Why your CSR report should be immersive
Date: 9 Jul 2012
The vast majority of companies are missing a huge trick on the online communication of their social responsibility. They make a major investment in collecting the data of what they are doing, and then completely fail to get the value from that effort with the stakeholders that are most important to them.
It's not surprising. It's understandable. The move to report on social and environmental performance is driven by the interest in companies being accountable first and foremost.
But if you speak to heads of CR or sustainability, they will generally tell you that they consider their reports to be aimed at all their stakeholders, including their customers and employees. These are, of course, groups that notoriously don't read reports.
So you would think that lots of companies - at least the consumer-facing ones - would be spending a fair bit of time working out how to make the most of this asset they have in building rapport and trust with customers and staff. But it remains, to say the least, a minority sport.
One of the companies that has been more interesting in this area is Nike. They produced their most recent report as a 'immersive' experience, as described by Shannon Shoul, their head of reporting.
What they have done on their <a href="http://nikeresponsibility.com" target="_blank">nikeresponsibility.com</a> site is to create an interactive interface that is designed to interest and intrigue the casual viewer. Whether it is the interactive scrolling 'journey' animation, or the more detailed 'our value chain' feature, it is aimed at providing an entry point for the non-expert.
The 'our value chain' feature is particularly interesting. It's a highly visual, interactive, but informative introduction to the key impacts in the different parts of the business, from planning, through design, manufacture and all the way to end disposal. A collection of highly visual elements fall into place with little information nuggets attached, each of which encourages you to go to the report to find out more information.
So let's be clear - the aim here isn't to provide some PR gloss on the company's worthy efforts - it is to provide a highly accessible interface to entice non-experts to dip into those parts of the company's CR report that cover the issues that interest them. It's smart and well implemented. And incredibly unusual because so few are making the effort.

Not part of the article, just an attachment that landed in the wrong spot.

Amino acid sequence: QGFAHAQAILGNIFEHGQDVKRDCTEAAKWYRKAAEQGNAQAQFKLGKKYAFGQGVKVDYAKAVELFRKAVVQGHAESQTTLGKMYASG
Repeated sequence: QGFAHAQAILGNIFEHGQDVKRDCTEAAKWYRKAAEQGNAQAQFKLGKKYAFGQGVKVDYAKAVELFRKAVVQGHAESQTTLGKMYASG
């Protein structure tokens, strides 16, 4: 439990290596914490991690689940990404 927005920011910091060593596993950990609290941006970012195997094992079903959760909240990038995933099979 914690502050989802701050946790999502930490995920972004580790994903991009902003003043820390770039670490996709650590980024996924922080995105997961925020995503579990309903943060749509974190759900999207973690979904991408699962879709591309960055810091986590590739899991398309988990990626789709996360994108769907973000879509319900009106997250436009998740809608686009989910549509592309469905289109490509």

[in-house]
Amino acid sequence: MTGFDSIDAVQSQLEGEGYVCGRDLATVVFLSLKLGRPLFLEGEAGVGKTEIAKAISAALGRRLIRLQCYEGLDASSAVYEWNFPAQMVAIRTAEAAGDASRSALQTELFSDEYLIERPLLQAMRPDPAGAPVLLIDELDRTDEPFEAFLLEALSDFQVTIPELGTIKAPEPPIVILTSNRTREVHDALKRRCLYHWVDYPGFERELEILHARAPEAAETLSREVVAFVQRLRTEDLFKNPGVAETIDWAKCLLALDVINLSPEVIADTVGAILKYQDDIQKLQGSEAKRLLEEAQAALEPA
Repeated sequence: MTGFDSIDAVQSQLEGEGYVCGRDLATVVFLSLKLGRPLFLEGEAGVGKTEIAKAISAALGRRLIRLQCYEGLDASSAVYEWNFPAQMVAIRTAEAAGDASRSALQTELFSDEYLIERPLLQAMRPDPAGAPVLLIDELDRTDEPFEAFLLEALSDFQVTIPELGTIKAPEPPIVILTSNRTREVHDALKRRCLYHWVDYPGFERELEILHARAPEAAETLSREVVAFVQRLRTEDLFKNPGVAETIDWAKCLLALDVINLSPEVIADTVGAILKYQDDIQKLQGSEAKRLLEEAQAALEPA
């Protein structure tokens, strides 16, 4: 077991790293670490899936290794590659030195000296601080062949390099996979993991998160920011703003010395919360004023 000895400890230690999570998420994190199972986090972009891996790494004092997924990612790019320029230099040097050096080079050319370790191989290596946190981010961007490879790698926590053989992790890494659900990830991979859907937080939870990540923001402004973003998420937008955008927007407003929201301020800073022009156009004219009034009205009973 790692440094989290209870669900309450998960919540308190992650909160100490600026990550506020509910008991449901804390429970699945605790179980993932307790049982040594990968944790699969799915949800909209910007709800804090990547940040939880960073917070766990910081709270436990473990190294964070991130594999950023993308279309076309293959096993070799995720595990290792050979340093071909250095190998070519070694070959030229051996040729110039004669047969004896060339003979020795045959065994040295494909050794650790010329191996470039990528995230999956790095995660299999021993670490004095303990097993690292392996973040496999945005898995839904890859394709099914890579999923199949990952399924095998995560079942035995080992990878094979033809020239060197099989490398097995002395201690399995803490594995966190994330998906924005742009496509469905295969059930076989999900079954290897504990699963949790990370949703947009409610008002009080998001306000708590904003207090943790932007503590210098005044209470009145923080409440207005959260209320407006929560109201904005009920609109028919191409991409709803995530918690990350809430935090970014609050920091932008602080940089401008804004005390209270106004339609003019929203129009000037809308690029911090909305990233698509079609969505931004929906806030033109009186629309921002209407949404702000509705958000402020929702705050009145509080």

You don't have to be consumer-facing with a huge marketing/online budget to engage in similar principles. BAM Nuttall (disclosure: I worked with BAM Nuttall on this site) is a civil engineering company that wanted to provide points of interest for its employees, suppliers and customers.
At its sustainability site <a href="http://www.bamnuttall-sustainability.co.uk" target="_blank">http://www.bamnuttall-sustainability.co.uk</a> it includes features such as an Energy Challenge, where you are invited to put yourself in the position of a typical civil engineering company and identify from a list of possible energy saving initiatives which you think would be the five that would make the biggest savings. Having made the choice, you are given feedback on how much money your choices would have saved, and whether you achieved the goal of getting the maximum possible.
It's a device based on the premise that many visitors won't know a huge amount about how a civil engineering company works, and what are the measures it can take that will make the most difference. Without reading so much as a paragraph, it provides information about the sector in an engaging way for those interested in the environment. Elsewhere on the site, there is an interactive case study, where the viewer can zoom in to different parts of the company's Kilsyth site and view video case studies about environmental initiatives taken there.
This is not a huge budget site - but it takes its starting brief of wanting to take the issues and information it reports on and make them genuinely interesting and engaging for its direct stakeholders.
There has been a lot of talk about how important social media has become for CR / sustainability reporting. But the point of social media is that it is a medium for engagement - opening a two-way channel which starts by getting someone interested in your choices and dilemmas. Sending out a few robotic tweets about how your report is now available isn't going to do the job.
Instead the report has to be the beginning of a process of engagement. It doesn't have to be online - but it is the obvious and most natural place to start. This tedious cycle of everybody killing themselves to get the report finished by the deadline, heaving a huge sigh of relief, and then wearily climbing back into the hamster wheel for next year's report needs to be broken. There is some creative, value-creating work to be done here.
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